Tuesday, September 17, 2013

Gun control vs. "gun control"

By Mustang Bobby

Steve M makes the case that while a majority of Americans support specific proposals to prevent gun violence, they don’t like the laws that have been written to enact them. Hence the recall of two state senators in Colorado who backed laws requiring universal background checks and limiting magazine sizes, but the majority of voters in the state support the elements.

Why? It’s because the NRA has been very good at framing the issue as an “us vs. them” — the “us” being Real Muricans and the “them” being the commie pinko hippie fruits from Noo Yawk.

It’s all part of the culture war we’ve been living through for at least half a century. Oh, sure, Americans support universal background checks, and want the likes of Aaron Alexis — previously arrested for more than one gun offense — not to be able to obtain guns effortlessly … but “gun control” is something that comes from liberals and hippies and untrustworthy rootless-cosmopolitan city slickers like Mike Bloomberg. Whereas the NRA (despite being a Beltway lobbying operation) is identified with heartland America, so it’s trustworthy and admired.

Heartlanders don’t reject gun control because of how they feel about gun control proposals. They reject gun control because of who supports it. If we’re for it, it’s absurdly easy for the NRA to tell heartlanders they should be against it.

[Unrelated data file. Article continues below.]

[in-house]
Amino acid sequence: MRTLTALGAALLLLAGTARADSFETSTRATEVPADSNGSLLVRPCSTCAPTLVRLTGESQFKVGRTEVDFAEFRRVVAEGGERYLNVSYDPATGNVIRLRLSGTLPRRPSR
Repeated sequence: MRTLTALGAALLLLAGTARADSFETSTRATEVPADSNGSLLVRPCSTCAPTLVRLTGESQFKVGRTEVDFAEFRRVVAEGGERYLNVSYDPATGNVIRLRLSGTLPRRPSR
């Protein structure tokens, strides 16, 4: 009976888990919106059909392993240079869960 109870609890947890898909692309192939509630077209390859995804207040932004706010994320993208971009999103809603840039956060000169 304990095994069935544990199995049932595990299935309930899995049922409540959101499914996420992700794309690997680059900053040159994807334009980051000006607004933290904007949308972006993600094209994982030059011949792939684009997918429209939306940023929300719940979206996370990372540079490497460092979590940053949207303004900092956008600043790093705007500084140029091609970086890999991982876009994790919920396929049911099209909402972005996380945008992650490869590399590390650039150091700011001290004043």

And that’s why twelve people had to die at the Washington Navy Yard today.

Not only that, the NRA knows it’s an absurdly easy way to both raise money — there will be a Navy Yard-based fundraising letter going out to the NRA membership before the yellow crime-scene tape comes down — and intimidate members of Congress. They will wave the bloody shirt of the Navy Yard and the Colorado recalls, and before the day is out you will be hearing members of Congress tell us it’s “too soon” to be talking about gun control again.

(Cross-posted at Bark Bark Woof Woof.)


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  • There has been a lot of research regarding the "framing effect" and how people will make opposite responses to the identical circumstances depending on how it's presented. People seem to feel more strongly negative when something is framed as a loss than they feel reciprocally positive about a potential gain.

    The NRA is brilliant at framing every miniscule regulation as the inevitable precursor to a complete revocation of a dearly held right than others are at presenting it in a positive light. No possible positive benefit will balance the fear of loss.

    Perhaps the game is rigged by human psychology itself.

    By Blogger Capt. Fogg, at 5:51 PM  

  • Al Franken once pointed out that over 200,000 people are wounded by gunfire in the U.S. every year. The cost of treating those people is around $20 billion. And 80 percent of that is paid for by the taxpayer.
    Speaking of the issue of "freedom," where is my freedom, as a taxpayer, from having to foot the bill for this outrageous carnage?

    By Blogger Marc McDonald, at 12:28 AM  

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